In The News

Welcome to our "In the News" page, featuring summaries of Internet news, relevant to Catastrophism and Ancient History.

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17 Mar 2010
One Big Head

www.physorg.com/print187877156.html ... a replica of a Cro Magnon skull has provided evidence that the human brain has been shrinking. The skull comes from a skeleton found in a cave in the Dordogne and dates back 28,000 years ago. Scientists digitally scanned the interior of the empty skull which revealed the impression left by the brain on the neuro cranium - which then revealed the brain was 20 per cent larger than that of modern humans. 

17 Mar 2010
Geomythology

An interesting web site to view is at http://tsun.sscn.ru/hinsg/data.htm which has four maps of the world. On them are marked confirmed impact structures, some 180 of them on the continental surfaces and just 24 known from beneath the oceans. The maps also mark out evidence of historical tsunami events.  On the same web site, the Holocene Impact Working Group, are a number of interesting pages including a Timeline of Activities.

16 Mar 2010
Mammoth Mountain

www.sfgate.com March 8th ... 'Study sheds new light on Mammoth Mountain's age' is not about mammoths but a mountain that has a secondary role as a ski resort. Stanford University geologists say that the mountain itself is an old volcano, 11,000 feet at it's summit and came into being some 68,000 years ago. It formed very rapidly, the story continues, but a string of nearby volcanoes whose eroded domes can be seen as part of the mountain massif, formed less than 9000 years ago - in the Holocene.

16 Mar 2010
Black Hole Fireworks

Daily Galaxy March 15th (www.dailygalaxy.com ) ... 'The Milky Way Monster Black Hole Awakes' is the headline to the story. It apparently fired a monster flare some 300 years ago (yes, just 300 years ago). An X-ray image of the centre of the Milky Way is dominated by Sagittaurus A, a massive black hole or chaotic region where young stars are surrounded by a layer of superheated gas visible only by X-ray imaging.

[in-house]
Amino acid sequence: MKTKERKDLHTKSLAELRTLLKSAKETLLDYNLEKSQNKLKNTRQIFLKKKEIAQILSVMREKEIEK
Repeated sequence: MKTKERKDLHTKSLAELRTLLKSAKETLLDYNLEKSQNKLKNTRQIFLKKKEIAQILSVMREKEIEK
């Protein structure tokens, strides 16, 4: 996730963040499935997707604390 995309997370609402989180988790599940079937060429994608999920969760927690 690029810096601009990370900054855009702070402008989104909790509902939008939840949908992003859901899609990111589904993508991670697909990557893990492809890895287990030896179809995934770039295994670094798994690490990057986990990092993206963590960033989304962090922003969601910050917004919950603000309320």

16 Mar 2010
Bad Archaeology and Velikovsky

www.badarchaeology.net/confused/velikovsky.php is apparently the brainchild of a couple of youngish archaeologists not long out of classes and fresh with all the group-think stuff they have learnt. They appear to feel obliged to comment on what they consider as 'bad archaeology' and 'bad history' and 'pseudo-science'in general. Lots of people come under their microscope - and the usual suspects include Velikovsky (and those they see as inspired by Velikovsky - such as David Rohl and Peter James).

16 Mar 2010
Horticulture and Agriculture

There is another consensus model under attack. This time the oft repeated claim that plant cultivation made a sudden appearance in the Near East around 10,000 years ago and spread rapidly into Anatolia, the Balkans, through the Mediterranean and across central Europe (in one direction) and into the Indian sub-continent in the other. The spread of farmers into these regions is often integrated with the theory of the spread of language - in both directions. It also affects the way that human genes are being interpreted - in Europe for example.

13 Mar 2010
Dark Flow

Science Daily March 12th (www.sciencedaily.com id100310162829) ... 'Mysterious Cosmic Dark Flow Tracked Deeper into Universe' - distant galaxy clusters mysteriously stream at a million miles per hour it is estimated, along a path roughly centred on the southern constellations of Centaurus and Hydra. We did not set out to find the data - we cannot make it go away, a NASA scientist said, (see March 20th issue of The Astrophysical Journal Letters).

13 Mar 2010
Tasmanian Aborigines

Various  web sites are mentioning the discovery of a meeting ground for Aborigines in Tasmania which is reputed to be 40,000 years of age, such as Discovery News 11th March (see http://news.discovery.com/archaeology/australia-aborigines-tribe.htm ) which is written in US 'politically correct' speak. Roadworks in Tasmania cut into the meeting ground and an absolutely massive site has been unearthed - but only partially.

12 Mar 2010
Stonehenge Queries

In Current Archaeology 241 April 2010, the 'News' section has a short piece on Stonehenge and the most recent discoveries, shallow banks and depressions within the henge earthwork. These may lead to a radical reappraisal of the site. For instance, one low bank has been dubbed the 'north barrow' as it appears to actually underlie in part the enclosing bank and ditch. That would mean it was the earliest earthwork on the site.

12 Mar 2010
The edge of the Trowel

The April issue of Current Archaeology had a feature, 'From the Trowels Edge' where news editor Chris Catling mentions attending a meeting of The Society of Antiquaries that included a talk on the life of the archaeologist, Jacquetta Hawkes. Geoff Wainwright, chairman of the society, shed some light on modern archaeological group-think. He revealed that Hawkes, like himself, had no time for numerologists and measurements such as the Megalithic Yard - or any interest in a hypothetical prehistoric calendar.